# Thread: Lagrange Multipliers and Distance from point to plane

1. ## Lagrange Multipliers and Distance from point to plane

I had a question on my final exam that I can't seem to get my mind off...
Unfortunately I don't remember the equations that were given but the general question was:
How is the maximum/minimum value (found with Lagrange multipliers) related to the distance from a point (the max/min) to a plane?
The only reasoning I've managed to do is this:
the plane is the constraint function, so as the distance between the point and plane goes to zero, you get closer to the max/min value of the objective function.
To me this seems like too basic of reasoning to be on the final.

Any other thoughts?

2. Why would distnce magically decrease? What's a Tangent and what's a Normal?

3. Originally Posted by TKHunny
Why would distnce magically decrease?
If you are trying to find the extreme point of a surface subject to a constraint, the limit of the distance between the extreme point and the constraint surface would approach zero as the constraint approaches the point.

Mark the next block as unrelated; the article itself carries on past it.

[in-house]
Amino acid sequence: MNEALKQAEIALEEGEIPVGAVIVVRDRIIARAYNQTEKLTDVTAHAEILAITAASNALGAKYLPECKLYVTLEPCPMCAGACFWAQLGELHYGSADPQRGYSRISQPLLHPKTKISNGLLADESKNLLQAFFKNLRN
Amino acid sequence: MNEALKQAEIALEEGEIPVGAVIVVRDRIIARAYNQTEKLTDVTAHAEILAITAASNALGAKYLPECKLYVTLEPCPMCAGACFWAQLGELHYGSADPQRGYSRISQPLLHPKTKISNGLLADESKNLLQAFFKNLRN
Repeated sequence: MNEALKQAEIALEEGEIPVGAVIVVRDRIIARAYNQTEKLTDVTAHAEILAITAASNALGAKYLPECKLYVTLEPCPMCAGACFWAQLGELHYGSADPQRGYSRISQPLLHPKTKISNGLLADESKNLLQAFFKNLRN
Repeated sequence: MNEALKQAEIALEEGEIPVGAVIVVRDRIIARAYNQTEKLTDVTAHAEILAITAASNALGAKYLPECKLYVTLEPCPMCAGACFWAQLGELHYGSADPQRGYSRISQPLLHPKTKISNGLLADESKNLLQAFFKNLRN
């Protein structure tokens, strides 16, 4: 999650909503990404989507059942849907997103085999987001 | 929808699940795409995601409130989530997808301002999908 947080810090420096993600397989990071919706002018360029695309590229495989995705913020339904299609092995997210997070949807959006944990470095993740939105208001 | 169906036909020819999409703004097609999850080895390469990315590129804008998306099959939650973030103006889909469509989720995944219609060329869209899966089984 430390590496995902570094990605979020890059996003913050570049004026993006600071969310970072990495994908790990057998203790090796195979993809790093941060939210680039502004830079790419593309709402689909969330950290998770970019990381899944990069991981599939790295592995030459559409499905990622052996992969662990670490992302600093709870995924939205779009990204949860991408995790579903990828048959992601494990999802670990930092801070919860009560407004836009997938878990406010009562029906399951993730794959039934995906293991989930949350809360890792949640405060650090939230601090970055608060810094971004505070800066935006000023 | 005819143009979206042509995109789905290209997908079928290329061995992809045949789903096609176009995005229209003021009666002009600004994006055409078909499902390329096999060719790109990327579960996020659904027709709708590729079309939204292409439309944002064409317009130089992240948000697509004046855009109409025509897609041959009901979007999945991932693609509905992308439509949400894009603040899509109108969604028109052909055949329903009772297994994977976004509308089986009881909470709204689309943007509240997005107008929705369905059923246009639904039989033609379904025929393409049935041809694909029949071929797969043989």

Im not sure how finding the normal to the surface would provide anything... just a vector, not a distance, you dont have any points on the plane.

4. Hello, kateburns!

Without a specific problem, it's difficult to discuss the approach and solution.

Could it be something like this?

Find the minimum distance from the point (3, 1, -2)
. . to the plane 2x + 3y - 6z + 7 .= .0.

Let P(x,y,z) be a point on the plane.

Its distance from Q(3,1,-2) is given by:
. . . . . . . . . ____________________________
. . . d . = . √(x - 3)^2 + (y - 1)^2 + (z + 2)^2

or: .D . = . (x - 3)^2 + (y - 1)^2 + (z + 2)^2

The constraint is: .2x + 3y - 6z + 7 .= .0

The function to minimize is:

. . f(x,y,L) . = . (x - 3)^2 + (y - 1)^2 + (z + 2)^2 + L(2x + 3y - 6z + 7)